Victor Klemperer on “Fanaticism”: A Historical Parenthesis

Posted by John Rosenthal

In my comment on the so-called German “werewolves” who continued to fight the
Allied occupation forces even after the May 1945 capitulation of Nazi Germany, I

for anyone who knows anything about Nazi ideology and the
fanaticism it bred, regrettably, within large swathes of German society, it is
quite simply ludicrous to suggest that all Germans quietly laid down their arms
just because Admiral Doenitz (in an act that many undoubtedly regarded as an act
of treason) signed a piece of paper.

Indeed, as the philologist Victor Klemperer, in his classic study of the
language of the Third Reich, LTI (Lingua Tertii Imperii), has noted,
Nazi Germany may have been the first society in the everyday discourse of which
the term “fanatical” [fanatisch] was typically invested with
positive connotations. Here is Klemperer:

On holidays, on Hitler’s birthday, on the anniversary of the
[Nazi] seizure of power, there was no newspaper article, no message of
congratulations, no appeal to the troops or in any organization that did not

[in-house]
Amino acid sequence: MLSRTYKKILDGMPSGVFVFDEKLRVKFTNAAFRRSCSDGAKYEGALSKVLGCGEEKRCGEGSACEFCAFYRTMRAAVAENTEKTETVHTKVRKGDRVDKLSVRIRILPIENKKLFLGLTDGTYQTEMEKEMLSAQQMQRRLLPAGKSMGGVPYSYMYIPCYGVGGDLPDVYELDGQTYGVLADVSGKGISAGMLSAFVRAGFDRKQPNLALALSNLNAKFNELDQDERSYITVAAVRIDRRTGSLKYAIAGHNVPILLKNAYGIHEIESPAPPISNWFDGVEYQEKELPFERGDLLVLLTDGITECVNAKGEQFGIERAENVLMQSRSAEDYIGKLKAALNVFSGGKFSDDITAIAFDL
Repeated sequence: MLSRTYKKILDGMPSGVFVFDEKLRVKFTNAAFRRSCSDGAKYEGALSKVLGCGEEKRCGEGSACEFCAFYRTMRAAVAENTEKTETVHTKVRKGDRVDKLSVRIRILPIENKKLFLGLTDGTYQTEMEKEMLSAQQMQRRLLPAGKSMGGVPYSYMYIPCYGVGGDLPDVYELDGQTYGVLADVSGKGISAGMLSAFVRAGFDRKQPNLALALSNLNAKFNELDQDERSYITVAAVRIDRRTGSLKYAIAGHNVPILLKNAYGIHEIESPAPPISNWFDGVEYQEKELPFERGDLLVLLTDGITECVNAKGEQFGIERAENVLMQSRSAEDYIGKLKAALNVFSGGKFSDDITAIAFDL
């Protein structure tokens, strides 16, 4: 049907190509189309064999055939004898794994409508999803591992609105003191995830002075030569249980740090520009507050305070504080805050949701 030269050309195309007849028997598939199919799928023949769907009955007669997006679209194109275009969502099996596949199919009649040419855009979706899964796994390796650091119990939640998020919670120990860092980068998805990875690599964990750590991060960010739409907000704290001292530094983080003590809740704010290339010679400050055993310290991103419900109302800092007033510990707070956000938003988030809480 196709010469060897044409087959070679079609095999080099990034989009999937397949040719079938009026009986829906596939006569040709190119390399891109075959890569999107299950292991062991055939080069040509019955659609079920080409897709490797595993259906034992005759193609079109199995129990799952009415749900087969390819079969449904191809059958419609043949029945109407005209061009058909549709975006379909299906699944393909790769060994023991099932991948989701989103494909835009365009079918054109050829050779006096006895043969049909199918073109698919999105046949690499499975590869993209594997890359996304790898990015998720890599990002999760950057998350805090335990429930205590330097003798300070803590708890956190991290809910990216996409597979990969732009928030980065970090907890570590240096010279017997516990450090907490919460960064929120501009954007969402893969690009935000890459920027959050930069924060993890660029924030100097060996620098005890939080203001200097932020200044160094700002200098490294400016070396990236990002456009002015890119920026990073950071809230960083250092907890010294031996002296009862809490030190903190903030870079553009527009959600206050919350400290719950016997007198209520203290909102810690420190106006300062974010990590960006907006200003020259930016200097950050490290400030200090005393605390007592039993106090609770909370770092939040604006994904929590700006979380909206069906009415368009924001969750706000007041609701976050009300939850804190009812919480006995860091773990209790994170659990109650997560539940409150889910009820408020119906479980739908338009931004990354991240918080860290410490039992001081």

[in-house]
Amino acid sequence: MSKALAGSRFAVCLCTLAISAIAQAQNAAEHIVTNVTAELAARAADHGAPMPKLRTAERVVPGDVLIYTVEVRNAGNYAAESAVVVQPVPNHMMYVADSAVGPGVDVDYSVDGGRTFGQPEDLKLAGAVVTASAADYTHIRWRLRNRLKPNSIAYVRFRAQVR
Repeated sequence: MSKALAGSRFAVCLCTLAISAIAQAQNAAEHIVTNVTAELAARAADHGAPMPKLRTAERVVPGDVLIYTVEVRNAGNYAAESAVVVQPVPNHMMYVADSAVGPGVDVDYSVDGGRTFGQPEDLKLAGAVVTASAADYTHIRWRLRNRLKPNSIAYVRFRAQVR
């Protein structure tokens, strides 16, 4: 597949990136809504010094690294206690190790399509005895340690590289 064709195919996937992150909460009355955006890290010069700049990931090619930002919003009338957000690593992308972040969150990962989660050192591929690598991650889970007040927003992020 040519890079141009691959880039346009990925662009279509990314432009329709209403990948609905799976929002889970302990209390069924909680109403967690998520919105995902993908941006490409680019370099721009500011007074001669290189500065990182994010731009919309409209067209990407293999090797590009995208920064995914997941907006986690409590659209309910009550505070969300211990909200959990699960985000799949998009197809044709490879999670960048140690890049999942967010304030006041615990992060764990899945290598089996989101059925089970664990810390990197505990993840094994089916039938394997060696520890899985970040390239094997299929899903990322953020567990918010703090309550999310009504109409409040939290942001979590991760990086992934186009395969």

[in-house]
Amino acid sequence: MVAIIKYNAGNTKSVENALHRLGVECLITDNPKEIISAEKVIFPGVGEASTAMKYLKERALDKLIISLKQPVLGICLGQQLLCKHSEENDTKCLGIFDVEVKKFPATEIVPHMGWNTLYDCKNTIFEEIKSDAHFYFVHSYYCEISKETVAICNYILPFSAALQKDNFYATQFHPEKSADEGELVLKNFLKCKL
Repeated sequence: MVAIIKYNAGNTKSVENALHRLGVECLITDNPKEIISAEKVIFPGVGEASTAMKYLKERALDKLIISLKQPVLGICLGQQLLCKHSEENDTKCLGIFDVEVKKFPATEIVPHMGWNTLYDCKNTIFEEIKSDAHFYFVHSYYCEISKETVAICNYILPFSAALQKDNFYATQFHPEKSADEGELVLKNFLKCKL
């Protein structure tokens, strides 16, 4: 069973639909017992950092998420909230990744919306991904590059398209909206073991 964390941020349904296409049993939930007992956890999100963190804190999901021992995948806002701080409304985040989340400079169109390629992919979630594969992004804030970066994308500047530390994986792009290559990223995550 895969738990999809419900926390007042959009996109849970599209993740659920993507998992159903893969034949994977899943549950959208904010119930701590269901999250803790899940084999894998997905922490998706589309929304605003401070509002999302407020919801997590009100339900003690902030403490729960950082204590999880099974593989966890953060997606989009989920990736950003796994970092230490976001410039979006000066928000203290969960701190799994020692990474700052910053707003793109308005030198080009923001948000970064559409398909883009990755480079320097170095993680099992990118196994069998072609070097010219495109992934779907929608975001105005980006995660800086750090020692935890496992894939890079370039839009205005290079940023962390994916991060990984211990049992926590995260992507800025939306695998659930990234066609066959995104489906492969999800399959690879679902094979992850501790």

contain a “fanatical pledge” or a "fanatical avowal”, that did not bear witness
to the “fanatical belief” in the eternal existence of Hitler’s Reich. And that
during the war, and indeed precisely as the military setbacks could no longer be
kept quiet! The more dismal the situation became, the more often was affirmed
the “fanatical belief in the final victory”, in the Führer, in das Volk or in
the fanaticism of the Volk as a fundamental German virtue.

will leave it to Arabists to say whether an analogous usage is to be observed in
the discourse of the Islamists. (The linguist Latifa Ben Mansour in fact draws
liberally upon Klemperer’s LTI in her study of Islamist discourse
Frère Musulmans, Frère Féroces [literally, "Muslim Brothers, Ferocious

Victor Klemperer’s LTI is, incidentally, available
in English.

I cannot
vouch for the translation. But for detailed insight into the workings of Nazi
ideology, Klemperer’s study – based on the daily record of life in the Third
Reich represented by the author’s journals – is difficult to surpass.

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